Years of hard work culminated in one City Council vote on Dec. 3. Having been vetted at 17 citywide meetings since the campaign began in 2010, the ASUC’s map was the only remaining option that represented a viable choice based both on its policy merits and its broad coalition of support. After hearing public input and participating in spirited debate, an overwhelming majority voted to adopt the ASUC’s map over all others.

Despite this tremendous victory, some students are still being used as political pawns to try to undo the ASUC’s and the student body’s great work. Students now have their own district. More than 86 percent of District 7, the first student district in the country, comprises students. Yet, an extremely small group of opponents, who have only been minimally involvedin the process until this year, are attempting to undo this work in a way that doesn’t benefit students, but rather uses gerrymandering in a way that seems to only protect the narrow political interests of a single council member.

Yet, an extremely small group of opponents, who have not been involved in the process until this year, are attempting to undo this work simply to protect the narrow political interests of one council member. In their desperation to preserve a gerrymandered district, they are attempting to whip up support for a referendum — with which signatures from less than 5 percent of the city’s residents can force a vote to delay the implementation of new laws — on the City Council’s decision to partner with the ASUC and the student body to draw a student district. This strategy is risky and completely irresponsible. What these opponents fail to grasp is that if a referendum is filed and passed, the nation’s first student district would likely be abandoned. Should the referendum succeed, the City Council is under no obligation to replace it with a map with a new student district. The most likely outcome, in fact, is that Berkeley City Council will revert to a subpar compromise plan that could easily place students back at square one. Even worse, this strategy undermines the work the ASUC has done over the past three years to build consensus and negotiate with citywide stakeholders to prove that students are ready to take a seat at the table. Simply put, “it’s our way or the highway” is not a reasonable or mature strategy for governance.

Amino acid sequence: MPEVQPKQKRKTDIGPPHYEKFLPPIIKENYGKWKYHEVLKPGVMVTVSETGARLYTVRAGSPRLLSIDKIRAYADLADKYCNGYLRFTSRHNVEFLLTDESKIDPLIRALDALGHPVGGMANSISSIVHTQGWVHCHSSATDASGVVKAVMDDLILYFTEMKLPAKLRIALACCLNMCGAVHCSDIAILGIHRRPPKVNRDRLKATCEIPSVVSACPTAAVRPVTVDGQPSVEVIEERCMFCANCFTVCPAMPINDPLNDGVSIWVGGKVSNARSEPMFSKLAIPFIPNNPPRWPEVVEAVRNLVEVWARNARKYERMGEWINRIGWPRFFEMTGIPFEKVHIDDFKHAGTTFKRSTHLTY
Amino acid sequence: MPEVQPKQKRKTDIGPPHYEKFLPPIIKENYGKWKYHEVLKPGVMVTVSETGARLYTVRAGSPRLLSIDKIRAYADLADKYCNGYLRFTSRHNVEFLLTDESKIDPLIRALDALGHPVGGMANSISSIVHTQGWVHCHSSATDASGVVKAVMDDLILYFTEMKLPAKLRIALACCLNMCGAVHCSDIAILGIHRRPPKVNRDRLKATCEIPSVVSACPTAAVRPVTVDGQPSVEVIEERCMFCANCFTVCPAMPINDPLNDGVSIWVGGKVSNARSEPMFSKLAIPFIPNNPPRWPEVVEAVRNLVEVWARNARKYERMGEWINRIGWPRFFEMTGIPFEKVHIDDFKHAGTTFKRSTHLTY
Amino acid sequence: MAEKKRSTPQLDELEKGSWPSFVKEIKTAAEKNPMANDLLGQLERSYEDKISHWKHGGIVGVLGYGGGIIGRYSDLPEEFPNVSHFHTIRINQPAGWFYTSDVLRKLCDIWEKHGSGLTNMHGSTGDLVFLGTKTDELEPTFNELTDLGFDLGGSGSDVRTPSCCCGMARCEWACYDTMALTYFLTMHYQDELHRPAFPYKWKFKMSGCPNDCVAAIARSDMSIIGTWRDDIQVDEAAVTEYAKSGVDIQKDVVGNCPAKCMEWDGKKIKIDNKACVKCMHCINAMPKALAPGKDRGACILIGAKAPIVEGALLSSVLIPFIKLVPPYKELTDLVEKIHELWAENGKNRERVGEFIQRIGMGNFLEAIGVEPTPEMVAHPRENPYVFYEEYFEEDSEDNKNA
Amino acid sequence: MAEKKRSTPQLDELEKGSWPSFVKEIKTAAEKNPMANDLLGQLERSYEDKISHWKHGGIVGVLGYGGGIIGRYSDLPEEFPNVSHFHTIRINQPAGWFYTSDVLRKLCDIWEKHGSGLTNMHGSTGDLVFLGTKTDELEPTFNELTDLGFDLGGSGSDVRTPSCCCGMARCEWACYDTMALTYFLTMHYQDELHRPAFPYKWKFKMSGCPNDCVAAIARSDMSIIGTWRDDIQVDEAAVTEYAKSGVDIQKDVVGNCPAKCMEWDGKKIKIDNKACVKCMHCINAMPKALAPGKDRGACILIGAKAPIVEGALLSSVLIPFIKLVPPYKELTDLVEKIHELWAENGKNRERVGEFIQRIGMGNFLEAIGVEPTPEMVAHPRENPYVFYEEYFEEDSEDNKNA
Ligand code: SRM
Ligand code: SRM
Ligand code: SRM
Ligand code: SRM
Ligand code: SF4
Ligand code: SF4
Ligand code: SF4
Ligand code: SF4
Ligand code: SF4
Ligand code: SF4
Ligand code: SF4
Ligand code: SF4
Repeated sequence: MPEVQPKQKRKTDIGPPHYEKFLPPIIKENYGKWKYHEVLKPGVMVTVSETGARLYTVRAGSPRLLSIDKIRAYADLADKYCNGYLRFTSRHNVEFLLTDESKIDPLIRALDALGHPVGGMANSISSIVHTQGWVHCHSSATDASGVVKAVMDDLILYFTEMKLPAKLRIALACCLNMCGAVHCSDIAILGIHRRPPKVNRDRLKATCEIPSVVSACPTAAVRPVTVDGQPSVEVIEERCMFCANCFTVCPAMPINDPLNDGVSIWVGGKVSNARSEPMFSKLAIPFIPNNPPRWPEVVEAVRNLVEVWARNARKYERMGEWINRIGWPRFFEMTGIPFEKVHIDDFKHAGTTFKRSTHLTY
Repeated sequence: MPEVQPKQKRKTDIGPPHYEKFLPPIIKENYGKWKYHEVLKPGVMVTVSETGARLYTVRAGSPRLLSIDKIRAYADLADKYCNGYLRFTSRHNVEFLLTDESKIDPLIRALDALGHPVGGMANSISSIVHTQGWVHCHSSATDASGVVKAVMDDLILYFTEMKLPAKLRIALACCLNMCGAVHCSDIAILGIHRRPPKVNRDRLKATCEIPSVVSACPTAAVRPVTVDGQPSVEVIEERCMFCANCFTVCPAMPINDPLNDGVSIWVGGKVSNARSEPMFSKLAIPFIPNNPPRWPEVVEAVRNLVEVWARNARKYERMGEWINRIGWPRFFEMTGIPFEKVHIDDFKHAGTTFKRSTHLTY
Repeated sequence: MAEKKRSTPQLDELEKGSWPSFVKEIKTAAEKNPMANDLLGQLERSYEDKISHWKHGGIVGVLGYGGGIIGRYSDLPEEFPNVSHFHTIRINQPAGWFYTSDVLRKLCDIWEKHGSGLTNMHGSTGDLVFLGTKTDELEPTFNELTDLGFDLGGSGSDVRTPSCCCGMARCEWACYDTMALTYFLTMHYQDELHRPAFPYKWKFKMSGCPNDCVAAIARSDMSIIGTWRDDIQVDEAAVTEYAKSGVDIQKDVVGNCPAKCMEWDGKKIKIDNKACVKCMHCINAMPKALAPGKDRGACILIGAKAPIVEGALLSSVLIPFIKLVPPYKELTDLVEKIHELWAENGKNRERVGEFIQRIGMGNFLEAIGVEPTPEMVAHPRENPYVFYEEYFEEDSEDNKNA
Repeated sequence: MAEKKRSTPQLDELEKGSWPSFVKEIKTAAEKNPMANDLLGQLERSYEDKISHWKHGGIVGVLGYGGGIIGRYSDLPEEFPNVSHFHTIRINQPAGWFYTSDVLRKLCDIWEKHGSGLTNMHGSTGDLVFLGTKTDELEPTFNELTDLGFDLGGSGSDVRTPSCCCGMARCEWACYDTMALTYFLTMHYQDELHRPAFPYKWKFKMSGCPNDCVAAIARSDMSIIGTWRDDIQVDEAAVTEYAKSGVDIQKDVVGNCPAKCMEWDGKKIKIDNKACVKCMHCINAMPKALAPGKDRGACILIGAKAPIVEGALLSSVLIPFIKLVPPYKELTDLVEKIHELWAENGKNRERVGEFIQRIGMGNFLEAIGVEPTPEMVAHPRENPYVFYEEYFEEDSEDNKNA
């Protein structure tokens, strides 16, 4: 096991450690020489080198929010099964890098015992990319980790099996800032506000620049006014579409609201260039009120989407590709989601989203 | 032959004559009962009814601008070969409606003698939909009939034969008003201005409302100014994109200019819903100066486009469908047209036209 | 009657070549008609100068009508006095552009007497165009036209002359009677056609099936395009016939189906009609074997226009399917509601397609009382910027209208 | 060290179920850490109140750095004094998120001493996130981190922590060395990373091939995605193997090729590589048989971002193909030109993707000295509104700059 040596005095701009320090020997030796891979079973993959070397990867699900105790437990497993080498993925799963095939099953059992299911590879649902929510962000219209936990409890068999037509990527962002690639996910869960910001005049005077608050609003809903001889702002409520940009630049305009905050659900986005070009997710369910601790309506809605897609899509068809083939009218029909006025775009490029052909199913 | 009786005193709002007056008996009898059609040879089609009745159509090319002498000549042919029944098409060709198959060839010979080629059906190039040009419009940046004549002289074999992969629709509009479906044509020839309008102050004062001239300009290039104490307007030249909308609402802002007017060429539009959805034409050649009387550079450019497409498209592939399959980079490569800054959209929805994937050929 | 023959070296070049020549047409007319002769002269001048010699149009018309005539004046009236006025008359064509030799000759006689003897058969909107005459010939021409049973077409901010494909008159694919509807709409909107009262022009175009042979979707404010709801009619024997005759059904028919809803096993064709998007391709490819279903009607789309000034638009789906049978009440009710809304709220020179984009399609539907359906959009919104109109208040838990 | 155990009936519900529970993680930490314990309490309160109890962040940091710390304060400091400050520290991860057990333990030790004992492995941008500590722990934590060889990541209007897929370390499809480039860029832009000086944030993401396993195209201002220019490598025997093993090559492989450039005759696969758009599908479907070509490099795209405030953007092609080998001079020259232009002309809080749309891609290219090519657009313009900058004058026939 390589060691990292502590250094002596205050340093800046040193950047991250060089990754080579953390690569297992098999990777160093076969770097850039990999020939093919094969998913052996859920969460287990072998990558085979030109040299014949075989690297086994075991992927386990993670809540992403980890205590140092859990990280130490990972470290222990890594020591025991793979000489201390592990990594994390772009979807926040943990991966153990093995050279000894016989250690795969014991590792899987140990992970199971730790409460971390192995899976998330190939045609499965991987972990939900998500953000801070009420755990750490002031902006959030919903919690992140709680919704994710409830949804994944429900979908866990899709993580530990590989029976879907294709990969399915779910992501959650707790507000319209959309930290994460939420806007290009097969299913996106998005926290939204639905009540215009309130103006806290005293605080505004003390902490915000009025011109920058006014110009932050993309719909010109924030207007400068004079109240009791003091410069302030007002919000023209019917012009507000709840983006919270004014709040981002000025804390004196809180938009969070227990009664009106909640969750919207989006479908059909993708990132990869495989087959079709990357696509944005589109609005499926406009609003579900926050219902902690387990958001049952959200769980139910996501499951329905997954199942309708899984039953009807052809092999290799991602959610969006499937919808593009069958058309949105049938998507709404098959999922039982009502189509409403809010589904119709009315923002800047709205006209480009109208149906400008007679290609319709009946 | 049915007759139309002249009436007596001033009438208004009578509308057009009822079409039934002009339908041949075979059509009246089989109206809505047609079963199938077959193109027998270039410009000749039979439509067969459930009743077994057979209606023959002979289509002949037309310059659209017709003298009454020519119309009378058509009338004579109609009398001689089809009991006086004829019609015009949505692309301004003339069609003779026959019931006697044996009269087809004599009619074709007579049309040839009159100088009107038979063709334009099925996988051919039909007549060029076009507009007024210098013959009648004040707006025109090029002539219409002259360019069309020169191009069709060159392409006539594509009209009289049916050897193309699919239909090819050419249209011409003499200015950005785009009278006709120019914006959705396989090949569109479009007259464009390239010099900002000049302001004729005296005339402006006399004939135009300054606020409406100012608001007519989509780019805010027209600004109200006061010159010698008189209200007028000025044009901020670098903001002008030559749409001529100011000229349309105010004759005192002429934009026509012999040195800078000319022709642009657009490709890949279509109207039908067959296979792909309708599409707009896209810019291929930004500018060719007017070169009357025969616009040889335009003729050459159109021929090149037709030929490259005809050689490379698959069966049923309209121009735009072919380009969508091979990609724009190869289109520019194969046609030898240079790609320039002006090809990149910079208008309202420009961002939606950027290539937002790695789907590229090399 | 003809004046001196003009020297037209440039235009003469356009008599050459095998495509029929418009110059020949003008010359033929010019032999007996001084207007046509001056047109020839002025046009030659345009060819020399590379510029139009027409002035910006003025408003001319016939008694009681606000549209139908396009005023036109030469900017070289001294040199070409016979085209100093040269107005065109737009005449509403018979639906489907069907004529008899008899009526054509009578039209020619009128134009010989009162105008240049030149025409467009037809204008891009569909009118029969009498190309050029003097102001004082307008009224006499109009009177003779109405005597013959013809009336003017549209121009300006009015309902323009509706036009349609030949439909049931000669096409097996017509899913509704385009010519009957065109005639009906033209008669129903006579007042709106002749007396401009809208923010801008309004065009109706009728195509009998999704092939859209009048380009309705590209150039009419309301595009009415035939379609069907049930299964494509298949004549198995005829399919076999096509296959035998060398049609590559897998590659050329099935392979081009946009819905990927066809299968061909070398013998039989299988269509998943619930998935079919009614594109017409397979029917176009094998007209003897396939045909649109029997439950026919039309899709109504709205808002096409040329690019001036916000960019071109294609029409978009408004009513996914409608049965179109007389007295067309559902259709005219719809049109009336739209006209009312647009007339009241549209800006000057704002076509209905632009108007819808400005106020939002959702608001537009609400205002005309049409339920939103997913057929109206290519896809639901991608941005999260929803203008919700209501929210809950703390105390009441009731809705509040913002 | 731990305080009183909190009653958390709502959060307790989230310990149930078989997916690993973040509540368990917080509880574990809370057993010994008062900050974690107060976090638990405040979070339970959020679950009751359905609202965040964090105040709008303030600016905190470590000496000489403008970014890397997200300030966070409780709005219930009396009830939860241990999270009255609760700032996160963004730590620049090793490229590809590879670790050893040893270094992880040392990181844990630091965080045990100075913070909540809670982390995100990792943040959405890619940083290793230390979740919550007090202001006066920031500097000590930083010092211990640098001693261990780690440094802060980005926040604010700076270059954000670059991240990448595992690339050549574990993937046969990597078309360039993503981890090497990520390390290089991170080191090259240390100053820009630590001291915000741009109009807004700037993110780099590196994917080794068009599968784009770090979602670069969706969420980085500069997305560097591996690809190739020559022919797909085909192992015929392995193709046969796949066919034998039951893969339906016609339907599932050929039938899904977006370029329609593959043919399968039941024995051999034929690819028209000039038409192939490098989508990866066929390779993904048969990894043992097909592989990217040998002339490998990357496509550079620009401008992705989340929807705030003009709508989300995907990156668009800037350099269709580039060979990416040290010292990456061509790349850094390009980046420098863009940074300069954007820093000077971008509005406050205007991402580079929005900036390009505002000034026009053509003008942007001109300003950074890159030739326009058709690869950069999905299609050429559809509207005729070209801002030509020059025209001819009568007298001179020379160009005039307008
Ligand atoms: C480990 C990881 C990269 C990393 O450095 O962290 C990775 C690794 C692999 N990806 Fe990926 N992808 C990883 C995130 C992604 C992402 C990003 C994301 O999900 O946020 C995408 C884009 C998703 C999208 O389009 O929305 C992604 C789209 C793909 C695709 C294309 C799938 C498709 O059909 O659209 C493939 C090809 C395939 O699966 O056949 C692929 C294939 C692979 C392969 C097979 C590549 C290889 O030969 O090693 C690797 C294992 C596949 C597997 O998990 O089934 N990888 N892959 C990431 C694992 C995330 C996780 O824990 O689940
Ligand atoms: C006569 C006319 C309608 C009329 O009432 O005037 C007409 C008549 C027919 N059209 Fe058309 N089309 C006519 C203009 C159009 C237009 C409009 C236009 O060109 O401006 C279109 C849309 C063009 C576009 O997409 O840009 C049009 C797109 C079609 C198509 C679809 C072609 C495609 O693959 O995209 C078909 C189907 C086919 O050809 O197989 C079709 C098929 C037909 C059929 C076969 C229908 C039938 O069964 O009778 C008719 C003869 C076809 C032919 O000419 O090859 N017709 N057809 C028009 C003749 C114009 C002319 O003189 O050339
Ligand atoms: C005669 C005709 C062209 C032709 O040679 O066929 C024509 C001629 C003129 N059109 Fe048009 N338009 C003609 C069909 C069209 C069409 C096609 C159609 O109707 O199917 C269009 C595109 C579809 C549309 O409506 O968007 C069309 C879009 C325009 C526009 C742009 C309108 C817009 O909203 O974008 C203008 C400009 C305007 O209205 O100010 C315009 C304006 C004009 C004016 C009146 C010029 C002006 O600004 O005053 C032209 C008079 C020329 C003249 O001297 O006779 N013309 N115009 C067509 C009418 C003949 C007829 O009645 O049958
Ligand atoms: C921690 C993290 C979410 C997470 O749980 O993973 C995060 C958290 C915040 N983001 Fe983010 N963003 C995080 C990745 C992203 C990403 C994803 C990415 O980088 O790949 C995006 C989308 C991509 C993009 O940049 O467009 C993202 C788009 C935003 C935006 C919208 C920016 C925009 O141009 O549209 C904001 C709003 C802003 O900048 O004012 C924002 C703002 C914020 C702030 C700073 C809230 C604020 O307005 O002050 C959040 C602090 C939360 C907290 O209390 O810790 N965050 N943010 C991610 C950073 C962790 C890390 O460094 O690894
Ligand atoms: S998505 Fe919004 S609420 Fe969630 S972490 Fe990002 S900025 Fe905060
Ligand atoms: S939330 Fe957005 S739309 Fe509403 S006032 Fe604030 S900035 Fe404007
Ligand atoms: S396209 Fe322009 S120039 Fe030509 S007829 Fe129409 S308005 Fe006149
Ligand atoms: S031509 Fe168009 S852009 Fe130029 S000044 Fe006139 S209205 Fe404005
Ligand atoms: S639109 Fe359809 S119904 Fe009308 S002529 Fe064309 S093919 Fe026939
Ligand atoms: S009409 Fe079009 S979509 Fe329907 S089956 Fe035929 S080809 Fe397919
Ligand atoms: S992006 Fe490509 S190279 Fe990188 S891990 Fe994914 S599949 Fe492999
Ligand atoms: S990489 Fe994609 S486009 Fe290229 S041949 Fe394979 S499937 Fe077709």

If this outrages you as much as it outrages me; if you want to prevent political machinations from harming this great student achievement; if you find it absurd that students would sabotage their own hard-fought victory—the first student district in the country—then I ask you to not support a referendum. Do not let the smallness of Berkeley city politics torpedo one of the greatest successes the ASUC has ever won for students. Instead, register to vote and get ready. Come November, it’s time for us to make our voices heard in Berkeley City Council.

 Safeena Mecklai serves as UC Berkeley’s ASUC external affairs vice president.